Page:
On the inside the success continues, with a two-tone interior, more R-Design badging, and the blue dials found on all sporty Volvos. There is a style to the interior that reminds you of all the current model range. It's a premium environment and the materials compliment each other wonderfully; from the aluminium on the steering wheel to the patterned plastic of the centre console. This is of 'floating' style too, as is found in some other models. In the back the privacy glass gave an element of luxury, making the cabin as a whole a wonderful place to be.

Handling/Performance - 9/10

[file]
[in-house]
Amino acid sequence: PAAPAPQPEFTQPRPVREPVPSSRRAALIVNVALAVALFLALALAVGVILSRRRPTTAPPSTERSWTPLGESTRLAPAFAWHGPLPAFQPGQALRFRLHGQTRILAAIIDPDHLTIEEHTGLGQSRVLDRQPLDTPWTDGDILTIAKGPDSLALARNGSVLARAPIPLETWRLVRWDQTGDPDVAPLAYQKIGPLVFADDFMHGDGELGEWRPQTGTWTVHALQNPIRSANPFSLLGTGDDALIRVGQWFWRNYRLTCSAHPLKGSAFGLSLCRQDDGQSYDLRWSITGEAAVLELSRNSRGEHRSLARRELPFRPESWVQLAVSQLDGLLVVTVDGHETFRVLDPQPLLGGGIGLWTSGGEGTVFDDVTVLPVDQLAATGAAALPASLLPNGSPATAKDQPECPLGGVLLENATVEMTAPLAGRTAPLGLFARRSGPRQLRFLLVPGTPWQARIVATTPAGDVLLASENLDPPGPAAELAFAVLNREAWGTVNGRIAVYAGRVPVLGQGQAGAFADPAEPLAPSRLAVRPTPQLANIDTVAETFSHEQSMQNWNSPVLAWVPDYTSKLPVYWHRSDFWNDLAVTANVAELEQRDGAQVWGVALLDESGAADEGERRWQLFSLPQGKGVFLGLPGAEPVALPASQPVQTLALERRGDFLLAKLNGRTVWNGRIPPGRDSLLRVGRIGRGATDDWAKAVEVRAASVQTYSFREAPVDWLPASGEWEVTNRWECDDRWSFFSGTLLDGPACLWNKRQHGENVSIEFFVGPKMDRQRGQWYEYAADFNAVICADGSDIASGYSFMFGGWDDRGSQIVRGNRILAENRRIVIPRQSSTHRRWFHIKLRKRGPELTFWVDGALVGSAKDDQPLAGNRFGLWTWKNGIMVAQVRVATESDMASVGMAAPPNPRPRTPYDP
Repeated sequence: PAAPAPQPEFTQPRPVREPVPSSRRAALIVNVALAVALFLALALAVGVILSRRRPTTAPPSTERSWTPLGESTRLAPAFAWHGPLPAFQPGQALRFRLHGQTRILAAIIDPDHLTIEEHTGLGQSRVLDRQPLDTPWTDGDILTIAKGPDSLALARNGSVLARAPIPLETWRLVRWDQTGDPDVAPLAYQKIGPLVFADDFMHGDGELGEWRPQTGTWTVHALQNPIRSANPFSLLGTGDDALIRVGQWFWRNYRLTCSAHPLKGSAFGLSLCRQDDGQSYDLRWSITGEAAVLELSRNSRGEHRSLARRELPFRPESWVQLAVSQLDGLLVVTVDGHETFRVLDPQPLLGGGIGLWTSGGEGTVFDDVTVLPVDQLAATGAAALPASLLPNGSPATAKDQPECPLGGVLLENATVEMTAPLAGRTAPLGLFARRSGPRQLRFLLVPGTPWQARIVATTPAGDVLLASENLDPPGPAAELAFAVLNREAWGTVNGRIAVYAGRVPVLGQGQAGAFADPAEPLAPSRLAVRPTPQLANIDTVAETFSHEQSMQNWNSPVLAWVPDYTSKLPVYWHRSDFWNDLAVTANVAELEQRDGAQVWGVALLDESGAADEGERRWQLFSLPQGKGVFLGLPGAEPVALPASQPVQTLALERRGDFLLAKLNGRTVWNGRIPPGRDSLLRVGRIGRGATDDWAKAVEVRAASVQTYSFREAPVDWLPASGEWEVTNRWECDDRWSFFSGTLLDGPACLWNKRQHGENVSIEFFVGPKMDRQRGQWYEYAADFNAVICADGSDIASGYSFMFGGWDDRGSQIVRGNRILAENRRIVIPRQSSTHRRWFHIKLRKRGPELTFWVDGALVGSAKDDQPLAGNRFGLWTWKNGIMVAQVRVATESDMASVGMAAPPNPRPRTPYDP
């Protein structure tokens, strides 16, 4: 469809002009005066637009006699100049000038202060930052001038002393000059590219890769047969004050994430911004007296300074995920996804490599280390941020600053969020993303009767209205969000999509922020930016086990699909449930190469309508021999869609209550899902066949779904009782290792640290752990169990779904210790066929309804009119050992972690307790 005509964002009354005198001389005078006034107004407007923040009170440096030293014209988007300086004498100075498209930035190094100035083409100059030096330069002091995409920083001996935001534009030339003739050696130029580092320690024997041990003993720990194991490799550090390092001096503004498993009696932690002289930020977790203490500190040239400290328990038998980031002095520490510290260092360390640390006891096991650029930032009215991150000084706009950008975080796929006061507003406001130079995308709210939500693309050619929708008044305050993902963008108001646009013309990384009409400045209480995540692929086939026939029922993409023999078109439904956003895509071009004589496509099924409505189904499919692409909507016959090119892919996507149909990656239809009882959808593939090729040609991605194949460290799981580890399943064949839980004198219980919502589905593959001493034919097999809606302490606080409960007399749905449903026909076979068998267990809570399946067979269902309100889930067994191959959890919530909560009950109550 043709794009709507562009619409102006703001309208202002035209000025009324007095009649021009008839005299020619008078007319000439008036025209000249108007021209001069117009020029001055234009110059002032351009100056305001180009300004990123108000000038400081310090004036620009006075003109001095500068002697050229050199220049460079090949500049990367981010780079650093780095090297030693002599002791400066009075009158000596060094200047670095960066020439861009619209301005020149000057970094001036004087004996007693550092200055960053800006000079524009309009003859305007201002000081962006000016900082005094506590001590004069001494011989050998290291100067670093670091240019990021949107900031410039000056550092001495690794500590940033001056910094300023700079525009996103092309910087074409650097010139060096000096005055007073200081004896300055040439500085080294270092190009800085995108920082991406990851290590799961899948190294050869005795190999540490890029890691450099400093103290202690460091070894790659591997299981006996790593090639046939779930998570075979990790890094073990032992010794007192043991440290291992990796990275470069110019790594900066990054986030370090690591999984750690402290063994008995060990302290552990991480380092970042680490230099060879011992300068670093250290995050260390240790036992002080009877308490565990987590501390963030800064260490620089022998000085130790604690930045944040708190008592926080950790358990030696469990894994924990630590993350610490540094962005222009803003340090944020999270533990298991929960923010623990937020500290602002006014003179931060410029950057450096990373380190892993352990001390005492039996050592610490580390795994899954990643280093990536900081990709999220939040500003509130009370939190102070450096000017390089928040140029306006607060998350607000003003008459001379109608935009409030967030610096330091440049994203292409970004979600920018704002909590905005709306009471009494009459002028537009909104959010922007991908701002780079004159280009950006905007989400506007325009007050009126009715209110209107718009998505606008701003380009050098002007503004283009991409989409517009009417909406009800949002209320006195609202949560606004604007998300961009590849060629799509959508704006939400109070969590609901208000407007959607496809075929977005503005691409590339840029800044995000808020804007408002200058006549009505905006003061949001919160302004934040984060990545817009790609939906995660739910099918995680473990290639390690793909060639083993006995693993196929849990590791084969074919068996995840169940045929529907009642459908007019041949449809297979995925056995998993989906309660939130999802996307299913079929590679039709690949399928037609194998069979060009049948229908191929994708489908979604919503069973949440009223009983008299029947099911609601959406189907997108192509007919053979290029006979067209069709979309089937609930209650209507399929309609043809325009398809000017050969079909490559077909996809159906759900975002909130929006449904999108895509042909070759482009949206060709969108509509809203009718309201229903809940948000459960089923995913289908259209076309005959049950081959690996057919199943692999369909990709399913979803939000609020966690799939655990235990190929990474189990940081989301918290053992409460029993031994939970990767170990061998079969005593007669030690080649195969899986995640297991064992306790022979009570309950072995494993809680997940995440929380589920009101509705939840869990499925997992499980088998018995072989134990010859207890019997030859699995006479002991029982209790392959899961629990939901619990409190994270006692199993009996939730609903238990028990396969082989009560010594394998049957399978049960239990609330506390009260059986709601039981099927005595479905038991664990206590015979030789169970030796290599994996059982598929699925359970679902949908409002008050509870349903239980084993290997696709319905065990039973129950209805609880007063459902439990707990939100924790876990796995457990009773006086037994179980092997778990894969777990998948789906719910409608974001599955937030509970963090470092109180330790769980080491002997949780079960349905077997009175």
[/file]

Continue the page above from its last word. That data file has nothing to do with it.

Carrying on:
Underneath the (very blue) bonnet of my test car lay what is in my opinion the best engine in Volvo's arsenal; the D5. This 2.4-litre, 5-cylinder diesel is an absolute gem. This powerplant churns out 215PS and a colossal 440Nm of torque, and works incredibly well with the 6-speed geartronic (automatic) gearbox. It has the usual 5-pot 'warble' that makes you smile, and just hurls itself towards the horizon when you plant the loud pedal into the carpet. The dash from 0-62mph takes 8.0 seconds and the V70 can go all the way to 137mph. Power delivery is smooth and refined, yet can give you a firm kick in the back should you require it. Hardly a boring estate car then!